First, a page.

Poland to hold presidential election on June 28, after delay due to Covid-19
Poles will go to the polls on June 28 in a presidential election delayed by the coronavirus, the parliament speaker said Wednesday, as surveys showed a liberal opposition candidate could oust the incumbent backed by the right-wing government.
Backed by the governing right-wing Law and Justice (PiS) party, Duda could even lose to liberal candidate and current Warsaw mayor Rafal Trzaskowski, according to the latest opinion polls.
“I’m calling the presidential election... for Sunday, June 28,” Parliament speaker Elzbieta Witek told reporters on Wednesday.
She echoed the date floated last week by her political ally, Jaroslaw Kaczynski, the powerful leader of the governing right-wing Law and Justice (PiS) party who is widely regarded as Poland's defacto decision-maker.
The election had originally been scheduled for May 10 but was pushed back at the last minute by Kaczynski amid a political crisis triggered by the coronavirus pandemic.
Rule of law
A latecomer to the race, Trzaskowski must collect 100,000 signatures backing his candidacy within the next seven days.
The other nine candidates, including Duda, have been allowed to use the public backing and registrations they secured for the postponed May 10 ballot.
A run-off will likely be held on July 12 as no contender is expected to win more than 50 percent support for an outright first-round victory.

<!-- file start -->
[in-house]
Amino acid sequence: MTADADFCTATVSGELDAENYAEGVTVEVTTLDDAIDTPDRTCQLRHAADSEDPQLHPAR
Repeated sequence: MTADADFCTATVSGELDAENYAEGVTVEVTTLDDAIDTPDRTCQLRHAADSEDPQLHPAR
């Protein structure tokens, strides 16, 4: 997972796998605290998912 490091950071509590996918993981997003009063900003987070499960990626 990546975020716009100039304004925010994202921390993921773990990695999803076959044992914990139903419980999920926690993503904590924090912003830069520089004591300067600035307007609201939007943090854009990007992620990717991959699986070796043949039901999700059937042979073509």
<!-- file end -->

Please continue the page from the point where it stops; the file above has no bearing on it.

The PiS government and the liberal opposition had spent weeks in a bitter stalemate over how to proceed with the ballot, which had been mired in issues ranging from health and practical concerns to constitutional and democracy questions.
The stalemate was resolved on Tuesday when parliament adopted rules allowing both postal and conventional voting to mitigate the risk of infection during the pandemic.
Poland, a country of 38 million people with limited coronavirus testing, has recorded 24,545 confirmed cases of coronavirus, including 1,102 deaths, according to official data.
The controversy surrounding the election came within the broader context of long-standing EU concerns about democratic standards in Poland.
The European Commission has launched four infringement procedures against PiS-authored judicial reforms, which it says test democracy and the rule of law by undermining judicial independence.
Daily newsletterReceive essential international news every morningSubscribe